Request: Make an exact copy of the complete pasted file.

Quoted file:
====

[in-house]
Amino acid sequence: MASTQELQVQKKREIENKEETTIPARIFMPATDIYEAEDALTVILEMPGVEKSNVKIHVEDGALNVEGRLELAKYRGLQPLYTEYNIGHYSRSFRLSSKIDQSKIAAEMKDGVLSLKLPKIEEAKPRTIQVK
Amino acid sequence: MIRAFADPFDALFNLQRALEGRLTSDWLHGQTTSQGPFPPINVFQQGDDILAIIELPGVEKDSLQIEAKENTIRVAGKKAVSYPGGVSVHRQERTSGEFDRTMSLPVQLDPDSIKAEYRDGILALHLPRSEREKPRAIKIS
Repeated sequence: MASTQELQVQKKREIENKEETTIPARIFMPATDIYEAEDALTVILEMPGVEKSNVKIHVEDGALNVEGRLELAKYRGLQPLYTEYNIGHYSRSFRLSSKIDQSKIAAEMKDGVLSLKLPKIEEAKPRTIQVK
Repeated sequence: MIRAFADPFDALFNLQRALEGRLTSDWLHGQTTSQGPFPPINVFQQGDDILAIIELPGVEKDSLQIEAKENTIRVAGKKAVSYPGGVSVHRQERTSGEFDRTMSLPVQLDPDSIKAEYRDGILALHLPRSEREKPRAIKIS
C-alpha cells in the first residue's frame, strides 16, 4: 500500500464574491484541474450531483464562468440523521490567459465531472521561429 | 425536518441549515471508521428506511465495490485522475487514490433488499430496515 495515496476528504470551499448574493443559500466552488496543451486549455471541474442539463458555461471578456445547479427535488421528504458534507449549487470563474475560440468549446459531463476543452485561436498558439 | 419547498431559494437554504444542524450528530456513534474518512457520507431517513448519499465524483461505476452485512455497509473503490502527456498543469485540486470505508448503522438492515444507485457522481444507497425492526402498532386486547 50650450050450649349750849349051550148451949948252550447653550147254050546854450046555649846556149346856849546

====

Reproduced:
[in-house]
Amino acid sequence: MASTQELQVQKKREIENKEETTIPARIFMPATDIYEAEDALTVILEMPGVEKSNVKIHVEDGALNVEGRLELAKYRGLQPLYTEYNIGHYSRSFRLSSKIDQSKIAAEMKDGVLSLKLPKIEEAKPRTIQVK
Amino acid sequence: MIRAFADPFDALFNLQRALEGRLTSDWLHGQTTSQGPFPPINVFQQGDDILAIIELPGVEKDSLQIEAKENTIRVAGKKAVSYPGGVSVHRQERTSGEFDRTMSLPVQLDPDSIKAEYRDGILALHLPRSEREKPRAIKIS
Repeated sequence: MASTQELQVQKKREIENKEETTIPARIFMPATDIYEAEDALTVILEMPGVEKSNVKIHVEDGALNVEGRLELAKYRGLQPLYTEYNIGHYSRSFRLSSKIDQSKIAAEMKDGVLSLKLPKIEEAKPRTIQVK
Repeated sequence: MIRAFADPFDALFNLQRALEGRLTSDWLHGQTTSQGPFPPINVFQQGDDILAIIELPGVEKDSLQIEAKENTIRVAGKKAVSYPGGVSVHRQERTSGEFDRTMSLPVQLDPDSIKAEYRDGILALHLPRSEREKPRAIKIS
C-alpha cells in the first residue's frame, strides 16, 4: 500500500464574491484541474450531483464562468440523521490567459465531472521561429 | 425536518441549515471508521428506511465495490485522475487514490433488499430496515 495515496476528504470551499448574493443559500466552488496543451486549455471541474442539463458555461471578456445547479427535488421528504458534507449549487470563474475560440468549446459531463476543452485561436498558439 | 419547498431559494437554504444542524450528530456513534474518512457520507431517513448519499465524483461505476452485512455497509473503490502527456498543469485540486470505508448503522438492515444507485457522481444507497425492526402498532386486547 50650450050450649349750849349051550148451949948252550447653550147254050546854450046555649846556149346856849546